Friends was too loud and then there was that problem of the wooden stairs so we did not stay long. Monkey, Dali and I decided to go to Stella, and P decided he would go home to bed.

Stella was uneventful: just three friends drinking some beers, smoking some cigarettes and spreading mutual love and adoration. But then Stella was closing (it was about 4.30) so Monkey decided we should walk over to Le Clan. We rang Rusty on the way.

Le Clan is an after-hours club that is a world unto itself. There are two bars, rooms with couches and tables, a dj and a small dance floor, and toilets with mirrors in the stalls which are mounted perpendicular to the wall to facilitate the snorting of cocaine. You always run into people that you know there.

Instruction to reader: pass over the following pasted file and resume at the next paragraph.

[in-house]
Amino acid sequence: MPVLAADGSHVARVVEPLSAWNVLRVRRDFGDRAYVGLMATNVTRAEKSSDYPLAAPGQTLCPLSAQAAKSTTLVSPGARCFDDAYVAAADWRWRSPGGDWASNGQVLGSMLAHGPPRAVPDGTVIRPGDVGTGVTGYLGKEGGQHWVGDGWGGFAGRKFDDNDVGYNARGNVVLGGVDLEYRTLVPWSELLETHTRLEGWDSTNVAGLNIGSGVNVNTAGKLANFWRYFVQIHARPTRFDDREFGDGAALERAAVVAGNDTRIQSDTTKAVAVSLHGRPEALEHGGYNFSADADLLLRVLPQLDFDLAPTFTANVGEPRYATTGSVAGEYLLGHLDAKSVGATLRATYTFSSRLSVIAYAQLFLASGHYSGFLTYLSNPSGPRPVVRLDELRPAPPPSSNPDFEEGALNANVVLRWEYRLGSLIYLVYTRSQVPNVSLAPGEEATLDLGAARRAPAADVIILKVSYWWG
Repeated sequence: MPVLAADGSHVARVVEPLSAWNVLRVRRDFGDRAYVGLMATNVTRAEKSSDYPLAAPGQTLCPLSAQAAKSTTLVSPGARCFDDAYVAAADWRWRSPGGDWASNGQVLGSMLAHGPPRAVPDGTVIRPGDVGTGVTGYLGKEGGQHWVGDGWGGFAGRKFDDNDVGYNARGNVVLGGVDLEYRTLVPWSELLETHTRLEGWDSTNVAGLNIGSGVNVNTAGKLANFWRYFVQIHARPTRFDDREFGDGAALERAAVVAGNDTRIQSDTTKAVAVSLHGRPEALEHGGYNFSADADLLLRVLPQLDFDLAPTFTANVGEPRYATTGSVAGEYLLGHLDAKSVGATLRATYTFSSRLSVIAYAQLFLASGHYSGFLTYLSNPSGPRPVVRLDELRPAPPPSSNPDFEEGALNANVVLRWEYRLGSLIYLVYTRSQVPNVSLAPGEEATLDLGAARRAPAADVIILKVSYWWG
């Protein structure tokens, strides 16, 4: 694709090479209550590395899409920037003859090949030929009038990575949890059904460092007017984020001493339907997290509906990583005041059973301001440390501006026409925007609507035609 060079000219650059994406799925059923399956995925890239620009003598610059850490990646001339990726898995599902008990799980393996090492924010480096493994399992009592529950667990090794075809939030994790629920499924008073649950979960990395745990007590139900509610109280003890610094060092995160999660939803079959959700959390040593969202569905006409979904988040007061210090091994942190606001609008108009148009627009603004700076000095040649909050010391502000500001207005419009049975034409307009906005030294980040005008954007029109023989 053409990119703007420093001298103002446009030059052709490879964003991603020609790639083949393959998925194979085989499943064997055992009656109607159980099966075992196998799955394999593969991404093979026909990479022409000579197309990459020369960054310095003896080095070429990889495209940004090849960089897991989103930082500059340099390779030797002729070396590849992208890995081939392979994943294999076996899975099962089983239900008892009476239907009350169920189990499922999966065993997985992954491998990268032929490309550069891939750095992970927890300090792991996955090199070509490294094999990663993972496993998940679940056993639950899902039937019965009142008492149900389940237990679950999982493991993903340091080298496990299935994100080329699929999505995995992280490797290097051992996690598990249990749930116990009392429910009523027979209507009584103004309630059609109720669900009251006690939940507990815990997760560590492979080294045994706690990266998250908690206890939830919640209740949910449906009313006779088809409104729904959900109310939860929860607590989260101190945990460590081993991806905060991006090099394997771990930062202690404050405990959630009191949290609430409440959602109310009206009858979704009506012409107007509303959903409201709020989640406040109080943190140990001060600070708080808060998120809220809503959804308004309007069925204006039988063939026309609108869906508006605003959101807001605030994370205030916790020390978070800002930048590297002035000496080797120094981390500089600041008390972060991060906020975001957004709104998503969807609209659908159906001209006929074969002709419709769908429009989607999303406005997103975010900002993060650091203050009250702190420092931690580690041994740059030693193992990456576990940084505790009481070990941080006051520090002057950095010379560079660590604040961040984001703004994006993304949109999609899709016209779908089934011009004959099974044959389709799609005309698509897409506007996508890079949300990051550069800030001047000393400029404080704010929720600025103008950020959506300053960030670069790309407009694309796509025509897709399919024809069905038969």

We took a couch in a back corner, sharing a table with two Czech men. They had their conversation, we had ours, until suddenly one of them started talking to Monkey. At first Monkey was resisting speaking English with them but Dalibor jumped in when the first man started in on how Americans were all alike and all idiots because they smile too much. I stayed out of it from the beginning, never interested in arguing with stupid drunk people. This man was called David, and he and Dalibor went at it. The man’s friend, a big obnoxious arsehole called Lada, whom we soon learned was a member of the Czech parliament (ODS), got in on the conversation every once in a while, but only in Czech so that Dalibor did not know what he was saying. I refused to translate because nothing he said had any value. The gist of it was that all Americans are stupid, just like Russians, and all we care about are our swimming pools and Porsches. And on and on, repetitive and just plain dull. Not only would I not translate, I also refused to respond. Finally Lada started repeating himself in his shitty English, so I finally said to him in Czech, “I understood everything you said. I am simply not interested in your views of my country.” Meanwhile, Monkey had dived in and was arguing with both David and Lada about whatever ridiculous point they were making at whatever given time. Monkey really enjoys that sort of thing. I just wanted them to go away. Rusty finally showed up so I just talked to him. After what seemed like years the two arseholes went away.